The Washington Post reports: Just a year ago, Israel and the Gaza Strip’s Hamas rulers fought a lopsided eight-day war in the skies that the United Nations said left more than 160 Palestinians and six Israelis dead.
The period since last November’s cease-fire, though, has been the calmest between the two sides in more than a decade.
Israeli military commanders, although still wary of armed factions in Gaza, offer unexpected praise for Hamas, the Islamist militant and political organization that governs the enclave. Not only have Hamas and its armed military wing shown restraint, the Israeli commanders say, but they also have demonstrated that they can rein in the more radical factions, such as Islamic Jihad, that operate alongside them.
“Hamas was able to prove to us that it can control rocket fire from Gaza,” said Brig. Gen. Mickey Edelstein, commander of the Israeli military’s Gaza division. “This is an achievement.” [Continue reading...]
The Guardian reports: Palestinian civilians are being embroiled in Israeli military training, including mock arrests, raids on private homes and incursions into villages, without being told they are involved in army exercises.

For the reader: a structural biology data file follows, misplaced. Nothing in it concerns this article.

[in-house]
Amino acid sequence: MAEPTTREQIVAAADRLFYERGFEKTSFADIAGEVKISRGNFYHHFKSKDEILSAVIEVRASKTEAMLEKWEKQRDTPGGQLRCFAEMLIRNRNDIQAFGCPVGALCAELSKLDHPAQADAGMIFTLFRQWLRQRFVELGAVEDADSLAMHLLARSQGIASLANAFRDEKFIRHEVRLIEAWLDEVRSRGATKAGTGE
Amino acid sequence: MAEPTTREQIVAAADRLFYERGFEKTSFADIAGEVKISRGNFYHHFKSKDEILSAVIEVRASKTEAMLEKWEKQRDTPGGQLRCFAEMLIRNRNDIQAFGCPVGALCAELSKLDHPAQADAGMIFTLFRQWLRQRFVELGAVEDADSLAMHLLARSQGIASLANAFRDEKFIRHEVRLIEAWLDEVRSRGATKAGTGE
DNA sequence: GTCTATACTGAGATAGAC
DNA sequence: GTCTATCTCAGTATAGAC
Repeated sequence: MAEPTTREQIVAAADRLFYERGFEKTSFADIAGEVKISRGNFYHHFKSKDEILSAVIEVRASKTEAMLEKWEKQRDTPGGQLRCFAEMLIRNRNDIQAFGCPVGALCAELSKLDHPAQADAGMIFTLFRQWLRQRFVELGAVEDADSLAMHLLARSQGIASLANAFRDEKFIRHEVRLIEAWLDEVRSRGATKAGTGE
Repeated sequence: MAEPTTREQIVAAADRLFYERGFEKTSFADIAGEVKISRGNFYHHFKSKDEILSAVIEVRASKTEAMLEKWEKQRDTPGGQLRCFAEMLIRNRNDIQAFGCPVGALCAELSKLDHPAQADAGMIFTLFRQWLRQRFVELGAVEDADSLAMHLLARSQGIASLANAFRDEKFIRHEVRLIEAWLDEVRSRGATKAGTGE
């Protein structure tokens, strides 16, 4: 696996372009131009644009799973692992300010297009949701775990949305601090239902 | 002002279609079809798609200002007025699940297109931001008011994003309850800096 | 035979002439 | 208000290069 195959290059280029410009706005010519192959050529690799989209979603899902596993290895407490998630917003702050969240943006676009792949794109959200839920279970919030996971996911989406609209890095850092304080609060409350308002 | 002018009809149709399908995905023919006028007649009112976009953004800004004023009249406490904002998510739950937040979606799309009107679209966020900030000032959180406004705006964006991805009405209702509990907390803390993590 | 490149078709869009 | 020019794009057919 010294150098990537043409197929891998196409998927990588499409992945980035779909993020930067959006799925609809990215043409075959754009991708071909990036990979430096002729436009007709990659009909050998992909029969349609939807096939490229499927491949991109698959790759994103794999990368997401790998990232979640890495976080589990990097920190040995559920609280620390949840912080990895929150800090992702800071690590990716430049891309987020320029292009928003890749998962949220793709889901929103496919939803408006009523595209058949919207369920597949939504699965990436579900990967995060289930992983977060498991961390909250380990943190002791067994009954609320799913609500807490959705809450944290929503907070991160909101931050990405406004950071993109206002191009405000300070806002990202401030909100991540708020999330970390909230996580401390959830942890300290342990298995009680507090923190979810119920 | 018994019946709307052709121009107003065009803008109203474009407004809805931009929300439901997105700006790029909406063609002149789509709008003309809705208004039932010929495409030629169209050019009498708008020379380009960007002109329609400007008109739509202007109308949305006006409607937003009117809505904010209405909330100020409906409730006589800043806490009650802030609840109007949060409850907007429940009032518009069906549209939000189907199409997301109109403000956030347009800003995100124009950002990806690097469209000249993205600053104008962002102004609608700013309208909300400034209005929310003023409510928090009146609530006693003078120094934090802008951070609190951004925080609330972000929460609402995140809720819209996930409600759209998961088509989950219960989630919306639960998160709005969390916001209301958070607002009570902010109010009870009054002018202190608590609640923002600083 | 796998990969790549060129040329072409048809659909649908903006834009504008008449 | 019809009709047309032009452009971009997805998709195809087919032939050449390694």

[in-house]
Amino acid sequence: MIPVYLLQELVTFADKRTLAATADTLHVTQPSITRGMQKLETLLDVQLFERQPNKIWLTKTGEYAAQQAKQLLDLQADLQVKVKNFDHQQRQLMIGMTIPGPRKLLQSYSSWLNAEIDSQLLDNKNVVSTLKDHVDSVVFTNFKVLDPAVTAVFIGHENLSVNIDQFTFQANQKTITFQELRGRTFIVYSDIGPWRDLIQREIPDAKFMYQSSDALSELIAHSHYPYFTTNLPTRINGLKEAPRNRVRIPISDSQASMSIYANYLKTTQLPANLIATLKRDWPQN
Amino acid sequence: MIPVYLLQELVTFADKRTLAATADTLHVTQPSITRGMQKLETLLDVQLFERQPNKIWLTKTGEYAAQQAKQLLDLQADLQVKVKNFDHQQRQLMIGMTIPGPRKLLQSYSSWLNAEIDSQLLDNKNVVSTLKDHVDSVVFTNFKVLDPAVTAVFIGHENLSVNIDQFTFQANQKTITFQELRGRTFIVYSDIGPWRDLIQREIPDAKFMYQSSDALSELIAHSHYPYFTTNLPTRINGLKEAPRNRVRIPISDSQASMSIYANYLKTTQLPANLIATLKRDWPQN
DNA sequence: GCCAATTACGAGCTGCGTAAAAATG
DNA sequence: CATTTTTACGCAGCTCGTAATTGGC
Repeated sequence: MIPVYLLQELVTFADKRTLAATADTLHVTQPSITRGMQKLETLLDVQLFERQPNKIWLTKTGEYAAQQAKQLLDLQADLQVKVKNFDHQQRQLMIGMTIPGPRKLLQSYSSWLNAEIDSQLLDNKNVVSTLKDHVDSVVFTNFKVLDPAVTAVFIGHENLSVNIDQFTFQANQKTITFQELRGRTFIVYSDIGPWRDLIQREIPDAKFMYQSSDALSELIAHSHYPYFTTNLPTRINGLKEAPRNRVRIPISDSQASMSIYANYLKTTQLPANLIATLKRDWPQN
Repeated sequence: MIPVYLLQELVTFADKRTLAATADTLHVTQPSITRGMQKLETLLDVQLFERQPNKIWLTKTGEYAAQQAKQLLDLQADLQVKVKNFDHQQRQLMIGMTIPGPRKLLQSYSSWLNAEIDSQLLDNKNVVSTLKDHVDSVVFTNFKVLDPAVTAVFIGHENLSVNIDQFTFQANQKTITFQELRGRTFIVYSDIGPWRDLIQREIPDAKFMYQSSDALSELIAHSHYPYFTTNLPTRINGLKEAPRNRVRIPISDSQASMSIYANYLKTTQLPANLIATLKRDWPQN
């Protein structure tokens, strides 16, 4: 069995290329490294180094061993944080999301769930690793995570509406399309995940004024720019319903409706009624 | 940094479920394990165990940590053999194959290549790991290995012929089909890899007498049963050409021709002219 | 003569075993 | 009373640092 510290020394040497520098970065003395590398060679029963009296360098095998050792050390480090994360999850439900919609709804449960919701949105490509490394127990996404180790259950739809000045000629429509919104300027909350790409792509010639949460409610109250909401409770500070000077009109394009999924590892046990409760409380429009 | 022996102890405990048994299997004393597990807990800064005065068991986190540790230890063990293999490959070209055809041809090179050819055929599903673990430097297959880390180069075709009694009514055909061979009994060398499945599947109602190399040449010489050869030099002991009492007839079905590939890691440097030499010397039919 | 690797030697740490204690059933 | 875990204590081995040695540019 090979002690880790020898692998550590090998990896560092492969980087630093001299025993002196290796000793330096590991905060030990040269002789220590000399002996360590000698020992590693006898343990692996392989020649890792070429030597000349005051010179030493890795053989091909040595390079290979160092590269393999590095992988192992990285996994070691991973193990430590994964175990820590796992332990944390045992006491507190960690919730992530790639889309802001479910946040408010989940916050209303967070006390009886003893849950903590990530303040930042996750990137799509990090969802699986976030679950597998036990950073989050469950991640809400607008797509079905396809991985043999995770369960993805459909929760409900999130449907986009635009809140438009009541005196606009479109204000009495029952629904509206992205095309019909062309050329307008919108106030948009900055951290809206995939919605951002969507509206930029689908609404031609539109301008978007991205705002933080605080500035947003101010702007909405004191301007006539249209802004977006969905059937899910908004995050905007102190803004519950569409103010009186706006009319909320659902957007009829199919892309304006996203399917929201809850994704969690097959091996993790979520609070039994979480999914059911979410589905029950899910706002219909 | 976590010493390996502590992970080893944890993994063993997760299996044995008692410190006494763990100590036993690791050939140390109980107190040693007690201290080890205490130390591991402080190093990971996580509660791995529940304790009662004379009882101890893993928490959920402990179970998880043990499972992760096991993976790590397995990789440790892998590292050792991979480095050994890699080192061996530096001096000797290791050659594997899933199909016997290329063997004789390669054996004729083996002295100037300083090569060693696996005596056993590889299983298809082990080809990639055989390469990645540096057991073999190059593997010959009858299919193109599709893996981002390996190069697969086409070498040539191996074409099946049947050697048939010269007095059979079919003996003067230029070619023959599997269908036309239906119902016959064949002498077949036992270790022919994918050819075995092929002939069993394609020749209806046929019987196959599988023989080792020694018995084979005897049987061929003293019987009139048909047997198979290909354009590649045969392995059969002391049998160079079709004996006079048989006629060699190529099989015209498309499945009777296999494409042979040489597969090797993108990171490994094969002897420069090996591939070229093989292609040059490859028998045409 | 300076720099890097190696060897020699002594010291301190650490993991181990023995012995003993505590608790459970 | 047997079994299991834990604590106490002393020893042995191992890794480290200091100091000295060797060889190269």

The Israel Defence Forces (IDF) defended the training exercises following complaints from an Israeli human rights group, Yesh Din, about two separate drills held earlier this year. In the first, a large number of troops in full combat gear spread out in a small Palestinian village for several hours, causing alarm and fear among its population. In the second, about 15 armed soldiers raided the house of a family while they were finishing their evening meal during Ramadan. In neither case were residents told that it was a training exercise.
The Palestinians caught up in training drills are not informed in advance that an arrest or raid is an exercise. According to the testimonies of former Israeli soldiers, civilians with no connection with militant activity are usually selected for such exercises. “We used houses, streets, people like cardboard practice targets,” said one. [Continue reading...]
Avner Cohen writes: week is the 40th anniversary of the Yom Kippur War, perhaps the most traumatic moment in Israel’s history. On Oct. 7, 1973 — the second day of the war — Israel’s borders along the Suez Canal in the south and the Golan Heights in the north collapsed under a massive assault by a coalition of Arab armies. Israel was caught unprepared.